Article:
Establishing Digital Trust: Don't Sacrifice Security for Convenience
Kaspersky researchers recently came across a malicious application called "Find and Call" in both the iOS App Store and Google Play. The app has since been removed from both stores.
"Malware in the Google Play is nothing new but it’s the first case that we’ve seen malware in the Apple App Store," writes Kaspersky researcher Denis Maslennikov. "It is worth mentioning that there have not been any incidents of malware inside the iOS Apple App Store since its launch 5 years ago."
"Once installed, the app asks you to register your phone number and email address," writes PCWorld's Armando Rodriguez. "Find and Call will also ask if you want to 'find friends in a phone book' before discretely uploading your entire contact list to a remote server."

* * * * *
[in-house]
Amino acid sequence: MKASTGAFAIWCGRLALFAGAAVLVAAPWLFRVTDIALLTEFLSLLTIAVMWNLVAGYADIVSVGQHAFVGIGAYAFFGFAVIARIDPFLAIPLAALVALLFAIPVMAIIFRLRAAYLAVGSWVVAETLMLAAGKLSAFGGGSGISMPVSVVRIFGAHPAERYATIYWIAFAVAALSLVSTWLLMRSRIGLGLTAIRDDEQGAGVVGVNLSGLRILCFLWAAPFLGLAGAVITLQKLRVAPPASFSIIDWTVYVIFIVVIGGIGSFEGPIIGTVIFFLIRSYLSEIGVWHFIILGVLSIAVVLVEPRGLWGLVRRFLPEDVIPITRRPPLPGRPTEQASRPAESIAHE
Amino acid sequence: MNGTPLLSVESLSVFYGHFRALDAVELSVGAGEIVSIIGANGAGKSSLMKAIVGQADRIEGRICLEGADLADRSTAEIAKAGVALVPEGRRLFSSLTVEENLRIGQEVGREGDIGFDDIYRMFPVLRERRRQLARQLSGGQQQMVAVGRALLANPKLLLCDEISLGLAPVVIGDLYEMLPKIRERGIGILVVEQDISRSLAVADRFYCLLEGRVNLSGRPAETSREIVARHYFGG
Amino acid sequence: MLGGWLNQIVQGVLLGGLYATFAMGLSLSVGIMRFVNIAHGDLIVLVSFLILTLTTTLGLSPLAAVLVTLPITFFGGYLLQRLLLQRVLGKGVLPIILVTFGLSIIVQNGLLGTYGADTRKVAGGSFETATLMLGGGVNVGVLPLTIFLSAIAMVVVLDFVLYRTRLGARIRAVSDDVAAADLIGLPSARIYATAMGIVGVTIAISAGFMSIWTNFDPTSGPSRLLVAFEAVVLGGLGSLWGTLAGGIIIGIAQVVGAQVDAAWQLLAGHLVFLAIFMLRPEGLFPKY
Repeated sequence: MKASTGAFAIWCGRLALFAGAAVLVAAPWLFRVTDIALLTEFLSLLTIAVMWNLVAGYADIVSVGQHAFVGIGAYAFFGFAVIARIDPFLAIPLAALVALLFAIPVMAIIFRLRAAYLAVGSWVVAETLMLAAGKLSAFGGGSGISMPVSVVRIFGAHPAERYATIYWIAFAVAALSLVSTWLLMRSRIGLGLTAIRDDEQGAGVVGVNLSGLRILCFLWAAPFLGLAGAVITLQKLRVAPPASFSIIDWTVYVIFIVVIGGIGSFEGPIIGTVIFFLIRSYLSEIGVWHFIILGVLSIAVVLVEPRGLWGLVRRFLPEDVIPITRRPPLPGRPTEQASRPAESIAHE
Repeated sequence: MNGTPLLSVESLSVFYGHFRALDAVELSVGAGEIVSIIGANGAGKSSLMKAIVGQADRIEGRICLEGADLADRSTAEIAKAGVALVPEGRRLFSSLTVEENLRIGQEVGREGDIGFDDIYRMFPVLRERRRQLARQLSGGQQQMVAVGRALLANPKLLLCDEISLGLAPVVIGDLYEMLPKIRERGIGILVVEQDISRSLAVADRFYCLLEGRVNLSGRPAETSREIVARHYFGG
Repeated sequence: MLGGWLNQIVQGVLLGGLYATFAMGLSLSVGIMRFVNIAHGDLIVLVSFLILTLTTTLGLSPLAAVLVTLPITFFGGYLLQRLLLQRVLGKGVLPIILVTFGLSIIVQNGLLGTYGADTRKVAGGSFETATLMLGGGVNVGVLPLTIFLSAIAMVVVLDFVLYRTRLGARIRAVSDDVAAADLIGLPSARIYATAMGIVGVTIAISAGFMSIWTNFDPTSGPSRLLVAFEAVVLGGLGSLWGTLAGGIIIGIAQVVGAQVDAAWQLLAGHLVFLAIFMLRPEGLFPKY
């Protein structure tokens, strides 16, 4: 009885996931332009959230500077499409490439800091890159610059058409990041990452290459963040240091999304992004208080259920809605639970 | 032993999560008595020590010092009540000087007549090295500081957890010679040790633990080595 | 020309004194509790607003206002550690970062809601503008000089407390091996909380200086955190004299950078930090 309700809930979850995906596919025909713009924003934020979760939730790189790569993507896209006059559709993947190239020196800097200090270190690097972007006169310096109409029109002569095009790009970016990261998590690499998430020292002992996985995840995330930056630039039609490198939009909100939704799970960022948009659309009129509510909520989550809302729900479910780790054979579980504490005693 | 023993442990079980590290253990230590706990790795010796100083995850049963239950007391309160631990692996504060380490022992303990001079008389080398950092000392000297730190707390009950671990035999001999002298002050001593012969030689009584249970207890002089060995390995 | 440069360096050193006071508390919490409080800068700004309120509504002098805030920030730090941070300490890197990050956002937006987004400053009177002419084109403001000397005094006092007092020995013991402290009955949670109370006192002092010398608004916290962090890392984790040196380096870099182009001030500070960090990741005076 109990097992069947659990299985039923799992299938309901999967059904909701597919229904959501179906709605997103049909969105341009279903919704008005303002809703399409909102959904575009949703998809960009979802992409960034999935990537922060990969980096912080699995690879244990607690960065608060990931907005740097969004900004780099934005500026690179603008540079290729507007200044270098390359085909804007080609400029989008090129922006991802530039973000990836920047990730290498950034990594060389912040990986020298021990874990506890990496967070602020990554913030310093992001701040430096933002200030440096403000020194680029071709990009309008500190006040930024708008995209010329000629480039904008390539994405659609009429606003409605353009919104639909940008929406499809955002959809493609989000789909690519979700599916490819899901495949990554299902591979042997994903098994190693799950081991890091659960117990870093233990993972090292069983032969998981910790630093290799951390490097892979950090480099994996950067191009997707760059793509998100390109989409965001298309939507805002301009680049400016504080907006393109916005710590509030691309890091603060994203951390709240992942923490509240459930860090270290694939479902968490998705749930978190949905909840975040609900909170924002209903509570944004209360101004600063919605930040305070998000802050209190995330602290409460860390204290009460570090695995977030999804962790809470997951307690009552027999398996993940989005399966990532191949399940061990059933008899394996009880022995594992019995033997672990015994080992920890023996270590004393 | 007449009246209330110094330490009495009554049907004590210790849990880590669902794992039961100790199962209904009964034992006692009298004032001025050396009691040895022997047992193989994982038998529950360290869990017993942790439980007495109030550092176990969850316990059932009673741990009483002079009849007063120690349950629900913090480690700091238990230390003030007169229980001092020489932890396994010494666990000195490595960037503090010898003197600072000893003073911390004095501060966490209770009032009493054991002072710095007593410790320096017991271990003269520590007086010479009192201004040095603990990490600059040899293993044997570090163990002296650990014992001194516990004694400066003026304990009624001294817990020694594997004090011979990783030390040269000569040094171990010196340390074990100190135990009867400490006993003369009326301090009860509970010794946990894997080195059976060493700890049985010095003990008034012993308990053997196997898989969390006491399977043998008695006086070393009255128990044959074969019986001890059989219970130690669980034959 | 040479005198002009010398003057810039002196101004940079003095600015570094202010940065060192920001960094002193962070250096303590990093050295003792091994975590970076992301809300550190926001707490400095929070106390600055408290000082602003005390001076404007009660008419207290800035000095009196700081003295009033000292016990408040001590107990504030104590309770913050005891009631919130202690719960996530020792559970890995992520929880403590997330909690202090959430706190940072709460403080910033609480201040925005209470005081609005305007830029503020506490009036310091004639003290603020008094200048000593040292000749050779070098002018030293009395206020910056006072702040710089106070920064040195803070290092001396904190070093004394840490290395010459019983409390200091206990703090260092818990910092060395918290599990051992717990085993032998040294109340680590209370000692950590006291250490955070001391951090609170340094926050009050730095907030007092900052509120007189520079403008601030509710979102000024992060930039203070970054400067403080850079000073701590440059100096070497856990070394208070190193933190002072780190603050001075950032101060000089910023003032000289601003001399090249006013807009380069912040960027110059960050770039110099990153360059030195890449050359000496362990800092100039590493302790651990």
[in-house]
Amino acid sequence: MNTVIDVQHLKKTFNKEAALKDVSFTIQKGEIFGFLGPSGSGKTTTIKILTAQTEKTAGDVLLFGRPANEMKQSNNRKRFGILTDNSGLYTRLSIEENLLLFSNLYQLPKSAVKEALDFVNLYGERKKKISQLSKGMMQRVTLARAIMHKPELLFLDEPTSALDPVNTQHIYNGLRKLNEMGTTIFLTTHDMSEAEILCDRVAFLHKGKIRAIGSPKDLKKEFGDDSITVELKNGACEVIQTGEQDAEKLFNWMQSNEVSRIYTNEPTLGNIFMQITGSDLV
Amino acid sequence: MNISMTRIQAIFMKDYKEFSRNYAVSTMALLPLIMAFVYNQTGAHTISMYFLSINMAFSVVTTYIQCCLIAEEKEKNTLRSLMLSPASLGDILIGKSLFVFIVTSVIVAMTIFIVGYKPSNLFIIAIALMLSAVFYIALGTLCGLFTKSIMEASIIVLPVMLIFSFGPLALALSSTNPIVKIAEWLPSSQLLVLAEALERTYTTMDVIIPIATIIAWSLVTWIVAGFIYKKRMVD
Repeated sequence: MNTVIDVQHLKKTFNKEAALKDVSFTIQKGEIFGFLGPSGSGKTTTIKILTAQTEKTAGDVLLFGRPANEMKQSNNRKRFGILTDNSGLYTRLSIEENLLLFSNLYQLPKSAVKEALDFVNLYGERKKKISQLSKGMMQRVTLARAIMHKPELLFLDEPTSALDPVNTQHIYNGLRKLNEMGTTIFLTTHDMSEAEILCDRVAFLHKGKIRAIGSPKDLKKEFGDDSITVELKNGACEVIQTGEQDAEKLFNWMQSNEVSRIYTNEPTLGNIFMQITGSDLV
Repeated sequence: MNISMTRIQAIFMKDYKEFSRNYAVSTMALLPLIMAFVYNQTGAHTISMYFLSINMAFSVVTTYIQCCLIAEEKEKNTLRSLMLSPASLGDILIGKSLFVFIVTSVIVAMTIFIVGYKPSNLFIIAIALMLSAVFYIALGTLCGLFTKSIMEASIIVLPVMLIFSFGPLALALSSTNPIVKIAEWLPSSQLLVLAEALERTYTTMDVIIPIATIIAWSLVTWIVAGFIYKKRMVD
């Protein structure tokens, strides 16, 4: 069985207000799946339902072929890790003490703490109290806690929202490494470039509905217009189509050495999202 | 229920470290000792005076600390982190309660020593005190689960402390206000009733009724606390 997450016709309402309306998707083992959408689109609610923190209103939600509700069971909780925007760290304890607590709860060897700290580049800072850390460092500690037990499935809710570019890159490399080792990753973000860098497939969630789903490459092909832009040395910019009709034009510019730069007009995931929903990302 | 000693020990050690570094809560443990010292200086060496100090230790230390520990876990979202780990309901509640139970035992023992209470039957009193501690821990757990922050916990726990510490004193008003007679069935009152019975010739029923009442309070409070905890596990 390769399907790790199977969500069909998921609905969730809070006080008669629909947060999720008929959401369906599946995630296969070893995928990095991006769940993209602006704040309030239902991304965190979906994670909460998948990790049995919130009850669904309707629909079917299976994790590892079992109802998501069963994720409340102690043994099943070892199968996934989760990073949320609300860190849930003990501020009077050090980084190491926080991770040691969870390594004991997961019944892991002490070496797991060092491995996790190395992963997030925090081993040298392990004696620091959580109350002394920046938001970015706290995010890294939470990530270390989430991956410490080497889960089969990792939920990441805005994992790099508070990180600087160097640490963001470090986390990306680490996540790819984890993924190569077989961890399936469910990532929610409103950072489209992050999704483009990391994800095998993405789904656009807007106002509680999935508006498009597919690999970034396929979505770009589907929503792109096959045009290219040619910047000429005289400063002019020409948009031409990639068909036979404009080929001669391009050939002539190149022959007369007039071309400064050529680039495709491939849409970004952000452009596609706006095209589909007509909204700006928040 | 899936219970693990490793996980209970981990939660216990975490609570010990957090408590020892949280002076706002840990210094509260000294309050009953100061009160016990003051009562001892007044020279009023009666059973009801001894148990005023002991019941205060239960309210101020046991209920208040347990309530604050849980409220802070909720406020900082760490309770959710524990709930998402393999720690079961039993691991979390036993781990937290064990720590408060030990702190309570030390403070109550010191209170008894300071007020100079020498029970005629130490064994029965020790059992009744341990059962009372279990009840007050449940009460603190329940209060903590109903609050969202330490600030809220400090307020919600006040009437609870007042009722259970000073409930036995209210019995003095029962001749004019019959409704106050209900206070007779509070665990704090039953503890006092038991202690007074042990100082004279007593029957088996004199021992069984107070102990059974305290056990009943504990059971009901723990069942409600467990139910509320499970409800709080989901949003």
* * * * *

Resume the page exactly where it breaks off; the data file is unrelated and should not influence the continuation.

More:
"Once the phonebook is exfiltrated to the server, SMS spam messages containing a link to a page where the free app can be downloaded are sent to all the contacts, inviting them to use it to reach the sender," writes Help Net Security's Zeljka Zorz.https://o1.qnsr.com/log/p.gif?;n=203;c=204650394;s=9477;x=7936;f=201801171506010;u=j;z=TIMESTAMP;a=20392931;e=i
"Besides stealing the phonebook, the shady app can also harvest GPS coordinates and upload them to the same remote location," writes Softpedia's Eduard Kovacs.
"Kaspersky acknowledges that Find and Call may not overtly brick someone's smartphone or steal money from users just yet -- the website for the app does ask users for their social networking logins and PayPal account passwords, though," writes Ars Technica's Jacqui Cheng. "The larger picture is that as both iOS and Android continue to grow in popularity, they will increasingly find themselves the targets of similar data-stealing attacks."